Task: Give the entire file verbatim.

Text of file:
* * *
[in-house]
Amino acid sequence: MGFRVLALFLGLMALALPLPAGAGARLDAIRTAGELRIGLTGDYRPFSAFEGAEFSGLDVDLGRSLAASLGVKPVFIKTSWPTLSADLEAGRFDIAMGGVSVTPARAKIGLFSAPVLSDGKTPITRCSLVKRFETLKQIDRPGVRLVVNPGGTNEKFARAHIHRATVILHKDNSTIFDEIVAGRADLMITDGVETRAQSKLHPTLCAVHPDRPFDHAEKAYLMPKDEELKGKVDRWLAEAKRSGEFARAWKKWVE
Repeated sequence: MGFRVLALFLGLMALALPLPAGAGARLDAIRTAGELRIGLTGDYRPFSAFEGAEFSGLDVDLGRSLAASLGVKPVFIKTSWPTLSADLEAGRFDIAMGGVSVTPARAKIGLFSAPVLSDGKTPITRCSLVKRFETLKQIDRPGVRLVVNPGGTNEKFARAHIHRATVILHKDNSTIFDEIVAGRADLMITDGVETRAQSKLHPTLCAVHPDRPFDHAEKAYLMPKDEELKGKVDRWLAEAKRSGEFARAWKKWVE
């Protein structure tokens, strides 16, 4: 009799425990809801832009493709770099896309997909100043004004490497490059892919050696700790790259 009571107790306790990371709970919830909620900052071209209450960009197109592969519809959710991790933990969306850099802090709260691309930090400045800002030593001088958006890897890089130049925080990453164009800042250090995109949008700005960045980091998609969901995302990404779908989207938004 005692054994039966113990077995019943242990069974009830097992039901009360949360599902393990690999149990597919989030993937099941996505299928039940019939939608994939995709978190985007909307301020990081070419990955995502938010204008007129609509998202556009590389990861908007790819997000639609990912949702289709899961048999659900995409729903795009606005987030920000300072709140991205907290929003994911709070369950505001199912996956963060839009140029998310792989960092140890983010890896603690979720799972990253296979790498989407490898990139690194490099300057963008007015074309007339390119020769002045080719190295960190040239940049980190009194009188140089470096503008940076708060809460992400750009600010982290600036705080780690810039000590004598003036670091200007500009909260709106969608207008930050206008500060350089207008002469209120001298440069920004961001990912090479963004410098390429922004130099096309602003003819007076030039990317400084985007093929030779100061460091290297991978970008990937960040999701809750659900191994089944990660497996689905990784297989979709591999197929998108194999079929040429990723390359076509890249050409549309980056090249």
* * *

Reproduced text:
[in-house]
Amino acid sequence: MGFRVLALFLGLMALALPLPAGAGARLDAIRTAGELRIGLTGDYRPFSAFEGAEFSGLDVDLGRSLAASLGVKPVFIKTSWPTLSADLEAGRFDIAMGGVSVTPARAKIGLFSAPVLSDGKTPITRCSLVKRFETLKQIDRPGVRLVVNPGGTNEKFARAHIHRATVILHKDNSTIFDEIVAGRADLMITDGVETRAQSKLHPTLCAVHPDRPFDHAEKAYLMPKDEELKGKVDRWLAEAKRSGEFARAWKKWVE
Repeated sequence: MGFRVLALFLGLMALALPLPAGAGARLDAIRTAGELRIGLTGDYRPFSAFEGAEFSGLDVDLGRSLAASLGVKPVFIKTSWPTLSADLEAGRFDIAMGGVSVTPARAKIGLFSAPVLSDGKTPITRCSLVKRFETLKQIDRPGVRLVVNPGGTNEKFARAHIHRATVILHKDNSTIFDEIVAGRADLMITDGVETRAQSKLHPTLCAVHPDRPFDHAEKAYLMPKDEELKGKVDRWLAEAKRSGEFARAWKKWVE
């Protein structure tokens, strides 16, 4: 009799425990809801832009493709770099896309997909100043004004490497490059892919050696700790790259 009571107790306790990371709970919830909620900052071209209450960009197109592969519809959710991790933990969306850099802090709260691309930090400045800002030593001088958006890897890089130049925080990453164009800042250090995109949008700005960045980091998609969901995302990404779908989207938004 005692054994039966113990077995019943242990069974009830097992039901009360949360599902393990690999149990597919989030993937099941996505299928039940019939939608994939995709978190985007909307301020990081070419990955995502938010204008007129609509998202556009590389990861908007790819997000639609990912949702289709899961048999659900995409729903795009606005987030920000300072709140991205907290929003994911709070369950505001199912996956963060839009140029998310792989960092140890983010890896603690979720799972990253296979790498989407490898990139690194490099300057963008007015074309007339390119020769002045080719190295960190040239940049980190009194009188140089470096503008940076708060809460992400750009600010982290600036705080780690810039000590004598003036670091200007500009909260709106969608207008930050206008500060350089207008002469209120001298440069920004961001990912090479963004410098390429922004130099096309602003003819007076030039990317400084985007093929030779100061460091290297991978970008990937960040999701809750659900191994089944990660497996689905990784297989979709591999197929998108194999079929040429990723390359076509890249050409549309980056090249």